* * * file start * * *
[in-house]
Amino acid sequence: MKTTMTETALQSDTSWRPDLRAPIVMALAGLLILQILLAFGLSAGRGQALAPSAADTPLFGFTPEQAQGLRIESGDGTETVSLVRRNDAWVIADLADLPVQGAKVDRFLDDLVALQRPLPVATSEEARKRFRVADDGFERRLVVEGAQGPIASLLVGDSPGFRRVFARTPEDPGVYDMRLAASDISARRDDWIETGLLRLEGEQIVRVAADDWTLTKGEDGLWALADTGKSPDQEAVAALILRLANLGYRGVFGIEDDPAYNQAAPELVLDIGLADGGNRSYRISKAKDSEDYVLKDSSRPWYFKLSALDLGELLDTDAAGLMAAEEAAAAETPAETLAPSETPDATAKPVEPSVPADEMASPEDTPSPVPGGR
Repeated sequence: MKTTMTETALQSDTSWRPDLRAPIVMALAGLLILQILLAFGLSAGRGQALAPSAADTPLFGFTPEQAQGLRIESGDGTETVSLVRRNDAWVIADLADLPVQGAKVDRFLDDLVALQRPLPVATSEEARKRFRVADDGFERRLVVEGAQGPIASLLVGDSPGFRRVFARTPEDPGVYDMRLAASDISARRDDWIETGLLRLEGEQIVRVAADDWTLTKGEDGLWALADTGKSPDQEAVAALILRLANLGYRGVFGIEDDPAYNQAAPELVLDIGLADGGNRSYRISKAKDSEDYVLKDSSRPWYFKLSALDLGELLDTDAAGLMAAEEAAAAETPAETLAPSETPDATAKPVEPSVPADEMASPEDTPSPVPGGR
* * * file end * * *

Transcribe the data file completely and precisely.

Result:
[in-house]
Amino acid sequence: MKTTMTETALQSDTSWRPDLRAPIVMALAGLLILQILLAFGLSAGRGQALAPSAADTPLFGFTPEQAQGLRIESGDGTETVSLVRRNDAWVIADLADLPVQGAKVDRFLDDLVALQRPLPVATSEEARKRFRVADDGFERRLVVEGAQGPIASLLVGDSPGFRRVFARTPEDPGVYDMRLAASDISARRDDWIETGLLRLEGEQIVRVAADDWTLTKGEDGLWALADTGKSPDQEAVAALILRLANLGYRGVFGIEDDPAYNQAAPELVLDIGLADGGNRSYRISKAKDSEDYVLKDSSRPWYFKLSALDLGELLDTDAAGLMAAEEAAAAETPAETLAPSETPDATAKPVEPSVPADEMASPEDTPSPVPGGR
Repeated sequence: MKTTMTETALQSDTSWRPDLRAPIVMALAGLLILQILLAFGLSAGRGQALAPSAADTPLFGFTPEQAQGLRIESGDGTETVSLVRRNDAWVIADLADLPVQGAKVDRFLDDLVALQRPLPVATSEEARKRFRVADDGFERRLVVEGAQGPIASLLVGDSPGFRRVFARTPEDPGVYDMRLAASDISARRDDWIETGLLRLEGEQIVRVAADDWTLTKGEDGLWALADTGKSPDQEAVAALILRLANLGYRGVFGIEDDPAYNQAAPELVLDIGLADGGNRSYRISKAKDSEDYVLKDSSRPWYFKLSALDLGELLDTDAAGLMAAEEAAAAETPAETLAPSETPDATAKPVEPSVPADEMASPEDTPSPVPGGR